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The evolution and future of Bitcoin


Bitcoin, a type of digital currency, is gaining popularity, but has also brought new problems with its vulnerability to illegal uses, such as drug and black market purchases. Katie Simmons, associate dean of the Mike Cottrell College of Business at the University of North Georgia, discusses the rise of Bitcoin and how it may impact the future.

When and how did Bitcoin begin?

The idea of a virtual currency not controlled by a central banking authority has existed as long as the Internet. At first, digital currencies failed because no one could solve the problem of double spending, which is similar to the problems with Internet coupons. Virtual cash can be duplicated, which undermined the early attempts of developing digital money.

In 2008, Satoshi Nakamoto published a paper detailing a new type of virtual currency that could solve the problem of double spending by using a system of decentralized computers to verify each transaction. The domain was registered in 2008. The first bitcoins were issued in 2009, and were first publicly traded in 2010, with 1,000 bitcoins going for $0.0003 USD. The first real transaction also occurred in 2010 when Laszlo Hanyecz, a computer programmer in Florida, spent 10,000 bitcoins to get two pizzas delivered. The first and largest exchange, Mt. Gox, was founded in 2010, with the virtual currency ending the year trading at one bitcoin for $0.30 USD.

What are the advantages and disadvantages of using it?

The problem with conventional currency is that a central banking authority controls the money. It can devalue cash by inflating the currency. The seizure of bank accounts by the government of Cyprus and similar threats in Argentina have made the public concerned about the security of their financial assets when in an institution controlled by a central authority.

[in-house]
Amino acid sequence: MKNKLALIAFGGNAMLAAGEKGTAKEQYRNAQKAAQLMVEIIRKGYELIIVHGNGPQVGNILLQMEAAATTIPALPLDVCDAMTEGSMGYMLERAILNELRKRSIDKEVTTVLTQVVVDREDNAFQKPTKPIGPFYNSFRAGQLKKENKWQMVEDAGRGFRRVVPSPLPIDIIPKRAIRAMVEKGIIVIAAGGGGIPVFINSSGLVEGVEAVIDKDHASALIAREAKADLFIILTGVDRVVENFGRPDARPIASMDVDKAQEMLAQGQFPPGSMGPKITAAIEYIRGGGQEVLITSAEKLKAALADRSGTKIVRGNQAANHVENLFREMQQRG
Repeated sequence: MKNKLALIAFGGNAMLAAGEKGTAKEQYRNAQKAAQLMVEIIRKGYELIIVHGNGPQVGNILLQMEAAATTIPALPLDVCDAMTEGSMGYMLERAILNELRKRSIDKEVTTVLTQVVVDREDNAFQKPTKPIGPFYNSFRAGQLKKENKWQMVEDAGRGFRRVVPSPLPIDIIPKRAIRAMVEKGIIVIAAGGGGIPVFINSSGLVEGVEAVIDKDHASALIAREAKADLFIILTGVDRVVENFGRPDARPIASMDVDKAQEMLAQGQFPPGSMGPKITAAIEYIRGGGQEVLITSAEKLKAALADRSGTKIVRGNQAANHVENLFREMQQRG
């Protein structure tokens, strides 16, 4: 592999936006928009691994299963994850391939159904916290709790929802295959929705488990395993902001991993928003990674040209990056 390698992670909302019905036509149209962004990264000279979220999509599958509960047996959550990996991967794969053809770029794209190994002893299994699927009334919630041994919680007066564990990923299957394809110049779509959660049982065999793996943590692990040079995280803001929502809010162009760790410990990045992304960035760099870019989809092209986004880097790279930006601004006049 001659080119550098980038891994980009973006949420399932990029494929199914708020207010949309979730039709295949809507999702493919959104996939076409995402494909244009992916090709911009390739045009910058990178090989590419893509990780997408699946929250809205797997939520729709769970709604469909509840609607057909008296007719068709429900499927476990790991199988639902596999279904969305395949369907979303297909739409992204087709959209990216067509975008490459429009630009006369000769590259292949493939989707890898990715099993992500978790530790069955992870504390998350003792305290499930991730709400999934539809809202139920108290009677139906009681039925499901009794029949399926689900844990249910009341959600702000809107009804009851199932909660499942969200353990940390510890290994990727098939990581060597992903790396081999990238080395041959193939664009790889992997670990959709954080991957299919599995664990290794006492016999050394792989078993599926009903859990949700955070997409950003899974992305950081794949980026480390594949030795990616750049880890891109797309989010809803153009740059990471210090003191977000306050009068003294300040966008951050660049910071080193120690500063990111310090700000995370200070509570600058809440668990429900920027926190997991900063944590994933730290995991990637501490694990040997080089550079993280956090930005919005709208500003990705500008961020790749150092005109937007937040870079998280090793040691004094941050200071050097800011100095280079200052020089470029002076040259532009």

Bitcoin transactions are largely undetectable by government. No government can confiscate your bitcoins or prevent their transportation. They can't be artificially inflated by a central banking authority. In this regard, owning bitcoins is similar to owning gold. Bitcoins appeal to investors who want to protect their wealth from the central government. The Bitcoin concept has become extremely active in eastern European countries because of the threat of hyperinflation and monetary collapse. 

The main disadvantage to Bitcoin is the currency's price isn't tied to a central authority or to a commodity like gold or silver, so the value can fluctuate widely. The source code is open and free so your "wallet" of bitcoins is subject to hacker attacks without the same protection you'd have with an official currency. It is also very sensitive to media coverage, so every positive or negative article sends it soaring or falling. For example, the value of bitcoins has fallen 40 percent since its ban by the Chinese government in December 2013. They are also not widely accepted as a medium of exchange.

How do you think Bitcoin will evolve in the next few years?

The release of new bitcoins is scheduled to slow annually until it reaches the maximum of 21 million bitcoins in 2140. This limited supply should keep the price higher, and bitcoins are now accepted on enough online services that it can be considered a legitimate currency. The first bitcoin ATM machines have been installed in Australia, and there has been some speculation that New York City could soon have one.

There are some potential problems with the evolution of Bitcoin. The volatile price fluctuations mean businesses have to be able to adjust prices quickly based on the exchange rate, which could limit use in actual brick-and-mortar establishments. The popularity of Bitcoin as a means to avoid taxes and government control also presents a threat. In addition to China, Iceland and Thailand have already banned bitcoins, and numerous other countries are trying to regulate and tax it. The European Banking Authority has released warnings against use of digital currency, in contrast to the U.S. Justice Department, which has named bitcoins a legal means of exchange. Most economists have adopted a "wait and see" attitude toward Bitcoin; it could be a revolutionary new idea that redefines our monetary system, or it could become the next Segway.

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